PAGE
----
The winners emphasized the benefits of doing business locally.
There was enough community spirit at the Isthmus Independent Business Awards ceremony to power a city twice Madison's size.
Held on Monday, under high ceilings at Steenbock's on Orchard, the Indies honored eight local businesses dedicated to making Dane County a better place to live, work, shop, create, and eat organic ice cream. The winners looked like a cross-section of the region -- young and old, male and female, bearded and clean-shaven, wearing ties and t-shirts. They earned their awards by being innovative, environmentally conscious and community-minded, along with independently owned. "The independent spirit makes Madison what it is," said host Linda Baldwin of Isthmus, which sponsors the awards with Heartland Credit Union.
After tucking into a luscious Steenbock's spread, the several dozen attendees feted Marilyn Burke of Marilyn's Salon and Opera House; Milele Chikasa Anana, publisher of Umoja magazine; Chris Meyer, the driving force behind the hackerspace Sector67; Tim and Kevin Metcalfe of Metcalfe's Market; Jim Birkemeier of Spring Green Timber Growers; landscape architect Steven Ziegler; Timothy and Renee Farley of Farley's House of Pianos; and James Baerwolf of Sassy Cow Creamery. Baerwolf is the purveyor of the aforementioned organic ice cream, produced on his family farm north of Sun Prairie.
The winners emphasized the benefits of doing business locally. We learned that of every $100 spent at a locally owned business, $67 stays in the community, as opposed to $43 for a non-locally-owned business. When you buy over the Internet from a non-locally-based business, chump, precisely $0 stays in the community.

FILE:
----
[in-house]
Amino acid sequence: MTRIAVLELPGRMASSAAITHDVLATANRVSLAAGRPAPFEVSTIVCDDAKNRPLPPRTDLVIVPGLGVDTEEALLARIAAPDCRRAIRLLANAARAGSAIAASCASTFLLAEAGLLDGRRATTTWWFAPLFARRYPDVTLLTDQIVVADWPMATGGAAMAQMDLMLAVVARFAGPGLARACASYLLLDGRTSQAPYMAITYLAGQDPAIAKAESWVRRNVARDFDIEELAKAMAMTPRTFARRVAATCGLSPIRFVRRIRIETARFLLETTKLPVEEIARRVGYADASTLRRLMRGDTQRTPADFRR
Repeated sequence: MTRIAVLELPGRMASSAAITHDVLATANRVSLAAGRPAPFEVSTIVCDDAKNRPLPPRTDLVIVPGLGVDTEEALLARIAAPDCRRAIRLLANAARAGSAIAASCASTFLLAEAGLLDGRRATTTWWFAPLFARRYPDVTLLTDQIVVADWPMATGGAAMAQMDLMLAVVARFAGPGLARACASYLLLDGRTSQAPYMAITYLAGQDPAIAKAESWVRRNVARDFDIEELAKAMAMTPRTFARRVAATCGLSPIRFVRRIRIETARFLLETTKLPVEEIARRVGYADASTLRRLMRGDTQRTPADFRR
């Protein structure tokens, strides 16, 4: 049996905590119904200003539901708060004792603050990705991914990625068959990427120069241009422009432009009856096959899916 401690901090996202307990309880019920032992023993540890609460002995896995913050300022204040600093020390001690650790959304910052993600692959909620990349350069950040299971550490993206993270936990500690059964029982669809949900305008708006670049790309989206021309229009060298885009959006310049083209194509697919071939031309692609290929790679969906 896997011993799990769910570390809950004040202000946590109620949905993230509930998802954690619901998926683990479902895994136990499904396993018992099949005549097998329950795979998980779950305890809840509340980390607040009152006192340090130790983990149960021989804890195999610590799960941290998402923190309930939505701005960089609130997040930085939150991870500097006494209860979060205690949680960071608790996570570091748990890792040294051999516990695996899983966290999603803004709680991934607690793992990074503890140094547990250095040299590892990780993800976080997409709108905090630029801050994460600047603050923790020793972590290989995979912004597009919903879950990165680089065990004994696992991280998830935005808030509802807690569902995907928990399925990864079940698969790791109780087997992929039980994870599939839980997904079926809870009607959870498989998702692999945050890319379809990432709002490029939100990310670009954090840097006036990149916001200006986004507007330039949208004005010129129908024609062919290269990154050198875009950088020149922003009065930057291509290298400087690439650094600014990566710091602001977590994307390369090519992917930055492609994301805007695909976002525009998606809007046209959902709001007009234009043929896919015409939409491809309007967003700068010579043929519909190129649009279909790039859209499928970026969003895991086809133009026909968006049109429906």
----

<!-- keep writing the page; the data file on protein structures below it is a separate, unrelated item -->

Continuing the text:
"Without local businesses, we wouldn't be in the top 20," said Chikasa Anana, speaking of the area's consistent placement in best-places-to-live polls. "Walmart doesn't put you in the top 20."
Ziegler, principal of Ziegler Design Associates, typified the business owners' save-the-world orientation. "We connect people to the land so everybody wins," he said. "We ennoble and empower people to get more out of life. Building communities is what we indies are all about."
Though only 26, Meyer is hard to beat as a community builder. His Sector67 is a tech center bringing together geeks of all kinds -- from young kids to retired engineers -- who want to make things, often collaboratively. "We give people access to tools and equipment to do really cool stuff," Meyer said.
I predict that no one who attended the Indies ceremony will ever buy a non-organic corporate ice cream cone again.